1. Hardworking leaders. We’ve been blessed by people who want to get things done. The town’s made a huge turnaround in the past 20 years, from a time when the mill windows were boarded up to the vital business incubator it is today.
  2. In general, we tend to vote more to the left, in a working-class streak. In a small state like ours, you’ve probably met the governor and at least one of your U.S. senators. And our city counselor lives across the street.
  3. Family friendly. We actually have four high schools – the city’s (which is moving into a new building), St. Thomas Aquinas, Portsmouth Christian Academy, and the state-chartered Cocheco Academy of the Arts. The Rotary and Kiwanis clubs have been active influences in shaping this direction.
  4. The Greek Orthodox church, one of the oldest in North America. Outwardly, they’re at the opposite end of the Christian spectrum from my Quaker plainness – something I find challenging and refreshing. But they’re welcoming and wonderful and have provided great grounding for my upcoming novel. And, as I’m finding, they’re everywhere in this town. The interior of their house of worship, by the way, is visually gorgeous.
  5. Public transportation to Boston. C&J buses run hourly to Logan airport and South Station. They’re clean and quite comfortable. And Amtrak’s Downeaster heads to North Station five times a day – what a delight! – as well as the other way to Portland, Maine, or a little beyond.
  6. Yes, we neighbor Maine.
  7. Fresh food. Farmstands are just minutes from downtown, as well as two farmers markets. Sweet corn’s no problem. Pick-your-own strawberries, blueberries, peaches, and apples as well. And then there’s the seafood – not just lobster, either.
  8. Market Basket. Well, technically it’s across the line in Somersworth, but this legendary supermarket chain is significantly cheaper than its competition while being highly responsive to its local customers. (It has the best tofu around. The Asian restaurants all get theirs there.)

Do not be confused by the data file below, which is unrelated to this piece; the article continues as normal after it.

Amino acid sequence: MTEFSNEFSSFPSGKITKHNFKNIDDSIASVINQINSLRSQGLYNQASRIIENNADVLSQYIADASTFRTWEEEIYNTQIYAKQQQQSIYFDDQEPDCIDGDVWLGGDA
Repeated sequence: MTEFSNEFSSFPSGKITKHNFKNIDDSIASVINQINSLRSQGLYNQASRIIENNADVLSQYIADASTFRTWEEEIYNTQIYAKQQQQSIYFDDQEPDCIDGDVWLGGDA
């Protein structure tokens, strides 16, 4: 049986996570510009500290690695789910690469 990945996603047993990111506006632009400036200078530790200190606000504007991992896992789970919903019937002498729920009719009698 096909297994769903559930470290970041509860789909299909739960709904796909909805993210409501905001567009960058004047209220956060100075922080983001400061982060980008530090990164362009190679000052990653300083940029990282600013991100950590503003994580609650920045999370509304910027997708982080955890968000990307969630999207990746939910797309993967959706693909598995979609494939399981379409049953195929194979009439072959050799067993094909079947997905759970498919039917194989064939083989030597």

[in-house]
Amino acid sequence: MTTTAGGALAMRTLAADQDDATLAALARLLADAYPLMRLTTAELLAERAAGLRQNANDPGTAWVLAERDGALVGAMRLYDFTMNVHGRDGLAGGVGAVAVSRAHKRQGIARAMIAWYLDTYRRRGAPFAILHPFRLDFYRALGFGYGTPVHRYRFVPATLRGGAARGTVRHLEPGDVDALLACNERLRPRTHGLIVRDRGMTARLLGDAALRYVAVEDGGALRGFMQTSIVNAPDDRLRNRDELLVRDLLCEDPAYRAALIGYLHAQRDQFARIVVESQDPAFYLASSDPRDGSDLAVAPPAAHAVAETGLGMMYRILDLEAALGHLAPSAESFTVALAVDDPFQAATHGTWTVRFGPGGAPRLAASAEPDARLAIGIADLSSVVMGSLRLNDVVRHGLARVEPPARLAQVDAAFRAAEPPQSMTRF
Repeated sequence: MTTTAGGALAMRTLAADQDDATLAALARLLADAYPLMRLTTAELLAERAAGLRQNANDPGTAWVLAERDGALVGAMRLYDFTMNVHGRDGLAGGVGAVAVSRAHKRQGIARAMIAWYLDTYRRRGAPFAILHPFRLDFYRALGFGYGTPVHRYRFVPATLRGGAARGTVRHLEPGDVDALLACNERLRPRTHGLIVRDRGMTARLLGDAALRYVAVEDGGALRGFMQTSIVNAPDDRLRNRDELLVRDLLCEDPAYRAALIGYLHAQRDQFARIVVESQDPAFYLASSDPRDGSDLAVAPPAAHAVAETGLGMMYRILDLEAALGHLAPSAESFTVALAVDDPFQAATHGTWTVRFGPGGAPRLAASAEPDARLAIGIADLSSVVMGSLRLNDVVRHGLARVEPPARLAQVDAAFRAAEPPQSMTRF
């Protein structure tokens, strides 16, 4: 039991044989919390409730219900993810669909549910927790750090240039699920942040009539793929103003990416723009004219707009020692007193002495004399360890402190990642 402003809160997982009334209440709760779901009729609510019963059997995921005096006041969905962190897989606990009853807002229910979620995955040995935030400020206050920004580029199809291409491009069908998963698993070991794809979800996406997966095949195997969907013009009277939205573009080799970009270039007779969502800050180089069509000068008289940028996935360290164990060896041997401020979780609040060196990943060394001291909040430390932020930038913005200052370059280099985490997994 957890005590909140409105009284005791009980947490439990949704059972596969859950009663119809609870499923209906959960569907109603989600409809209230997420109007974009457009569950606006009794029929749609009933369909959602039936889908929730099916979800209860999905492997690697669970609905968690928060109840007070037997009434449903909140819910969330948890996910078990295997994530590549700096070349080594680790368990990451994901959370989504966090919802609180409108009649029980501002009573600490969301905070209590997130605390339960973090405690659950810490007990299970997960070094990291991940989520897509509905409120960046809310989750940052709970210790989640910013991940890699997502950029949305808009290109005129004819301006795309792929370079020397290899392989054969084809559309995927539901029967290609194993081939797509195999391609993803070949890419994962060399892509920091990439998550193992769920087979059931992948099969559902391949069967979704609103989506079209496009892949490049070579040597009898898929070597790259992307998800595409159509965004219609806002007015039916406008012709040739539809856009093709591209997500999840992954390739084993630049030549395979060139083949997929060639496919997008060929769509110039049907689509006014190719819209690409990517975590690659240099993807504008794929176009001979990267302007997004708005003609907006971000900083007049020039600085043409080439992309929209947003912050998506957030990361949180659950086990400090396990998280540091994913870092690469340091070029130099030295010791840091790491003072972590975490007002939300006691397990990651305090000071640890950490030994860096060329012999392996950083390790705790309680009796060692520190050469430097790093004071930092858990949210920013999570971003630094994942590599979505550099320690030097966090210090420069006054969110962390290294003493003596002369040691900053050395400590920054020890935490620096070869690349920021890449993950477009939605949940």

9. Police and fire and rescue services. They respond instantly, as we found out back when we had a phone button on autodial. (And they were very friendly about it.) Just as telling, women aren’t afraid to walk home late at night downtown. And, from what we hear from immigrant communities, they’re sensitive and supporting.
  10. Garrison Hill observation tower. The walk from our house starts through our neighbors’ yard, twists up some side streets and then through the woods to the top of the hill and then up the flights of stairs to the crown of the tower where the panorama spreads out over the village -like setting of downtown or, the other way, clear to one flank of Mount Washington. And then it’s the reverse. Great for quick exercise or a jaunt with our guests. See where we live?


What don’t you like about the place you live?

Laundry on the line.




For the past 18 years I’ve lived in a small city. One of 30,000 men, women, and children in addition to dogs and seagulls. And it’s felt right. Way back in my past, many folks expected I’d wind up in New York City, and while I do hold a certificate in urban studies from my university, my career took me in another direction.

Well, here are 10 reasons I like where I am:

  1. Quaker Meeting. It’s my core community, my circle of kindred spirits, and we’re the fifth oldest congregation in the entire state. The four before us were all state-supported Colonial Puritan institutions. We were the renegades.
  2. Walking distance to whatever is usually essential. What a civilized way to live! We’re a mile from downtown, in one direction, and the hospital, in the other. (Oh, yes, we can stop somewhere nice for a drink and not worry about having to drive home.) It’s pedestrian-friendly place, really. Cars have to stop or, well, I’ve seen them halted by cops on big horses.
  3. I really like our mounted patrol. As do most of the kids.
  4. The Community Trail. As long as we’re walking, we have the option of a former railroad line that’s become a narrow woodsy park heading out from the train station (I often take that route to Meeting on Sunday morning) or a riverside meander heading upstream. Sometimes I think I’m much further north, in the mountains, especially when I’m on cross-country skis in deep winter.